Retroviruses package two copies of genomic RNA into viral particles. During the minus-sense DNA synthesis step of reverse transcription, the nascent DNA can transfer multiple times between the two copies of the genome, resulting in recombination. The mechanism for this process is similar to the process of obligate strand transfers mediated by the repeat and primer binding site sequences. The location at which the DNA 3′ terminus completely transfers to the second RNA strand defines the point of crossover. Previous work in vitro demonstrated that reverse transcriptase pausing has a significant impact on the location of the crossover, with a proportion of complete transfer events occurring very close to pause sites. The role of pausing in vivo, however, is not clearly understood. By employing a murine leukemia virus-based single-cycle infection assay, strong pausing was shown to increase the probability of recombination, as reflected in the reconstitution of green fluorescent protein expression. The infection assay results were directly correlated with the presence of strong pause sites in reverse transcriptase primer extension assays in vitro. Conversely, when pausing was diminished in vitro, without changing the sequence of the RNA template involved in recombination, there was a significant reduction in recombination in vivo. Together, these data demonstrate that reverse transcriptase pausing, as observed in vitro, directly correlates with recombination during minus-sense DNA synthesis in vivo.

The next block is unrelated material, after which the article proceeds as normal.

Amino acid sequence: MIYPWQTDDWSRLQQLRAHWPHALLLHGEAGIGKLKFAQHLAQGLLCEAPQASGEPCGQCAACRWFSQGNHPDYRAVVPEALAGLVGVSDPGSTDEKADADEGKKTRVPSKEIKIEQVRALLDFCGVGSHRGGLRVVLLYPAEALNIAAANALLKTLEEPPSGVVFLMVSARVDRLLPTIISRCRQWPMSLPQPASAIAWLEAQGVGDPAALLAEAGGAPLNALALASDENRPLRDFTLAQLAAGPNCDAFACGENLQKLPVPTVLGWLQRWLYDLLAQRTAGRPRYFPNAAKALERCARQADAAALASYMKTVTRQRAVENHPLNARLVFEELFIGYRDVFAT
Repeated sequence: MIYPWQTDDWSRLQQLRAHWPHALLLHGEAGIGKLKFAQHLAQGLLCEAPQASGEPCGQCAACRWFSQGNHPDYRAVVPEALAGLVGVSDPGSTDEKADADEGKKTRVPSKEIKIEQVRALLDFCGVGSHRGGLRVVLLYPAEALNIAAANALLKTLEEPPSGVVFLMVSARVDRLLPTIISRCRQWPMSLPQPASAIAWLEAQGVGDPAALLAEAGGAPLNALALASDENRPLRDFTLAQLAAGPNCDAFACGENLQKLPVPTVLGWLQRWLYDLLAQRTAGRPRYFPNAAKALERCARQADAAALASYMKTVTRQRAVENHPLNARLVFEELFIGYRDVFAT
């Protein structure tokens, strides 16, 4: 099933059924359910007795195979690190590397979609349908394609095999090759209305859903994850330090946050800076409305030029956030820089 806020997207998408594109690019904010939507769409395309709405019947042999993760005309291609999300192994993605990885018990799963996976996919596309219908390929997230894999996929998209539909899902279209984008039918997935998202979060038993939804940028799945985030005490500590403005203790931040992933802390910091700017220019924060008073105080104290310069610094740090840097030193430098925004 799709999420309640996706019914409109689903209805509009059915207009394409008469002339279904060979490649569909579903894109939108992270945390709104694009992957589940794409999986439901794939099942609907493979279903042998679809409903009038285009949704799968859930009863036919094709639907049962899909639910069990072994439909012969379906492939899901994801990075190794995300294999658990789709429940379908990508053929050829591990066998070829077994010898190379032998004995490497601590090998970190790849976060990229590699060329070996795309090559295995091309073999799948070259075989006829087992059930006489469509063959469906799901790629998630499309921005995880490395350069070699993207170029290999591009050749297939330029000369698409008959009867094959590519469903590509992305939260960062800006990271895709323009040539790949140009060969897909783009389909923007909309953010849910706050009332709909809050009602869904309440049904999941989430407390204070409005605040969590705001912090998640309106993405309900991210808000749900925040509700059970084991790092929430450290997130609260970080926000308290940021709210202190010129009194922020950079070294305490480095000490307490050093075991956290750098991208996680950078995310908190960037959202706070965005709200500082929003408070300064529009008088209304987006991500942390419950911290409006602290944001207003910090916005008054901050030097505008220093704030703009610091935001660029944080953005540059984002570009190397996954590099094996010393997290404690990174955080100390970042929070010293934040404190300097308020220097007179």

ASJC Scopus subject areas
- Insect Science